and it’s actually a double studio album, separated in two parts (both composed by ten tracks) that effectively have different contents and, if of course the main style it’s that ‘hobo sound’ we learnt to know with Steve’s previous releases, sound musically different.
I guess we could define the first part as mainly composed by electric blues songs. In practice Steve, who wanted the album as an homage to staying alive and mantain themselves always strong, plays in this part several electric boogie and blues, rock and americana songs in a style that would probably remind to his previous solo works from ‘Dog House Music’ to ‘Sonic Soul Surfer’ (out last year via Caroline International and Bronze Rat Records). From the heavy electric blues of ‘Keepin’ The Horse Between Me And The Ground’, sung with a growling voice, to the talking blues of ‘Bullseye’ (which actually reminded me some episodes of the last Stan Ridgway) or the John Lee Hooker’s ‘Walkin’ Blues’ with the electric guitar feeding high into the amp in the ending of the song; from the reflexive moment of ‘What A Thang’, which pays homage go tradition of the electric blues of the Mississippi, to the electric boogie of ‘Don’t Take It Away’ to the folk and jazzy ballads with violins, ‘Grass Is Greener’ and ‘Lonely Road’, substantially the first part of the album doesn’t show any kind of ‘news’ in the sound of Seasick Steve. On the other hand, to be honest, in the complex the songs appear less strong than in the past. Probably because Steve is less inspired, probably because of the making of a double album, that it’s always something hard to do, because, fuck, it’s obviously hard to write in a few time what need to be twenty good songs.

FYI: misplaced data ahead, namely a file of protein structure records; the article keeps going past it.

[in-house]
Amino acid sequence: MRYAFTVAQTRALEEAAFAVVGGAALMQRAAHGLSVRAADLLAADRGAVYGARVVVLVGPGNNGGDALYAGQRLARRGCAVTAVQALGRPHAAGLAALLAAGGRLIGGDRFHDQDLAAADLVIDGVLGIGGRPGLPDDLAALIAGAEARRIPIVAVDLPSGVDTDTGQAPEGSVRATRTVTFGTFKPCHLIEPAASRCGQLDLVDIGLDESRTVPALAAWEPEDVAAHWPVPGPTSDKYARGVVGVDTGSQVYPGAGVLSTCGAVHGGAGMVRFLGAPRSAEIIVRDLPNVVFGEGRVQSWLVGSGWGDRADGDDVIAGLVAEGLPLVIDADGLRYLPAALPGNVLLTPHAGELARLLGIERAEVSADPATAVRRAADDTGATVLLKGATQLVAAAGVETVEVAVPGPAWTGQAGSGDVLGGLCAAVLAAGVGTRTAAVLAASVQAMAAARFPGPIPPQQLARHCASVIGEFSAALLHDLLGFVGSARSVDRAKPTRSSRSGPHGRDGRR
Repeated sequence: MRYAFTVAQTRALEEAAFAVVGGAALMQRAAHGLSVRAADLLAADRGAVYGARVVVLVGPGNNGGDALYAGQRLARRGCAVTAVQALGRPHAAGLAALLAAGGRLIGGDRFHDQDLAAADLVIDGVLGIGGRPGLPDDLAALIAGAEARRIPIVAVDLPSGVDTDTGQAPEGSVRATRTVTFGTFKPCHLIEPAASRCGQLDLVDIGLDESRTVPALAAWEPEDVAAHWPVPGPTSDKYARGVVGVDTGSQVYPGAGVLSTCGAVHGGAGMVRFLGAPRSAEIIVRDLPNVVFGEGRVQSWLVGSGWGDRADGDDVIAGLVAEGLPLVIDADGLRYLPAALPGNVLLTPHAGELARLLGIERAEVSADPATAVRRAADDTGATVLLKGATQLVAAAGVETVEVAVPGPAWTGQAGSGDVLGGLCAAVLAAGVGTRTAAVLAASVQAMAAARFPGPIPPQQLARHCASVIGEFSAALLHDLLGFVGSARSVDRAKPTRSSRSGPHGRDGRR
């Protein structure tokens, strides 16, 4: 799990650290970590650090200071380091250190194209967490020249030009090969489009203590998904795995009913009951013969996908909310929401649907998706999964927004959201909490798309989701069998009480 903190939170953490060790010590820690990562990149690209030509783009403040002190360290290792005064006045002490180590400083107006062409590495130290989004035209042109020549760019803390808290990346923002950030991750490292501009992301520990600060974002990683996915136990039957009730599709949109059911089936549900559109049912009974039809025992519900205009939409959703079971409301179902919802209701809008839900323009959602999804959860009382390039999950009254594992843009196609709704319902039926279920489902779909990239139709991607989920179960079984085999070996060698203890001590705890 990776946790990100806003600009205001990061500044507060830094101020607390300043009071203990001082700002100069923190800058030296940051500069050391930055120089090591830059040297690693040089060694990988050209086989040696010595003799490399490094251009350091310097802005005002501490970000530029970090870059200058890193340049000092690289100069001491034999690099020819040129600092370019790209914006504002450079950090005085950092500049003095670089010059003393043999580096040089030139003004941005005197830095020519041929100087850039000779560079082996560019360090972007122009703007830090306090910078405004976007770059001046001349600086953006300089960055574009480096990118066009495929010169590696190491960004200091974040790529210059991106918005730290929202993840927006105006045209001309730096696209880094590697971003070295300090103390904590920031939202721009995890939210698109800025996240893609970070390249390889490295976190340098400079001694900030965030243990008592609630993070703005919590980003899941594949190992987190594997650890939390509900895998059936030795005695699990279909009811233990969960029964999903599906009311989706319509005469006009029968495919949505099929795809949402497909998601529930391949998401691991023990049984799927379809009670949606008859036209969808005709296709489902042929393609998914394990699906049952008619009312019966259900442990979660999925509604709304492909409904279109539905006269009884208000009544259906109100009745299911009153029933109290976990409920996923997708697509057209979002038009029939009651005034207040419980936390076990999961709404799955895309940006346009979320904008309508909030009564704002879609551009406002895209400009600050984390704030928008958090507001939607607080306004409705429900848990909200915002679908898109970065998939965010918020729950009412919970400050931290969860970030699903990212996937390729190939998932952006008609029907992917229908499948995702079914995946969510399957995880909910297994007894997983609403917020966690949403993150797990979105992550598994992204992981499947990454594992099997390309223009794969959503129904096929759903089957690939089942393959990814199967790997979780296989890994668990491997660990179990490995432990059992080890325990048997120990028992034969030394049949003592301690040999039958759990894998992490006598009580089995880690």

Despite this, you could find some good surprises on the second part of the album, that possibly show us a different Steve, an aspect we didn’t actually know well of who is habit to show himself just as a crazy hobo electric bluesman. Immersing himself in the musical tradition of the USA, also covering artists like John Hartford (‘Gentle On My Mind’), Fred Neil (‘Everybody’s Talking’), Arthur Lee (‘Signed D.C.’) and the super-classic ‘I’m So Lonesome’ by Hank Williams, plus a six original songs written by Steve himself, the second part it’s in substance a record of Americana folk music and where the best episodes are probably the ‘Hard Knocks’, which could reminds to some acoustic episodes of Bruce Springsteen and the evocative ‘Ride’ in the folk style of artist and songwriter Bill Callahan.
I really like Seasick Steve, I mean, I find him just great: he’s a nice person, got a great personality and I would really never give to a Steve’s album a low rank, but on the other hand, definitely, I couldn’t consider this last much more than a sufficient work. Especially if we want to make a comparison between this and all the other episodes of his discography. In this sense, it’s sure that the second part of ‘Keepin’ The Horse Between Me And The Ground’ opens possibly the ground to some interesting scenarios for the future of who at this point we could also consider as a songwriter. He’s an hobo songwriter and in this sense, you possibly could, but you don’t necessearly need to write a biography about him. Steve himself he said, ‘Hobos are people who move around looking for work, tramps are people who move around but don’t look for work, and bums are people who don’t move and don’t work. I’ve been all three.’ Just follow back the footsprints he left on the dusty roads and you’ll get it.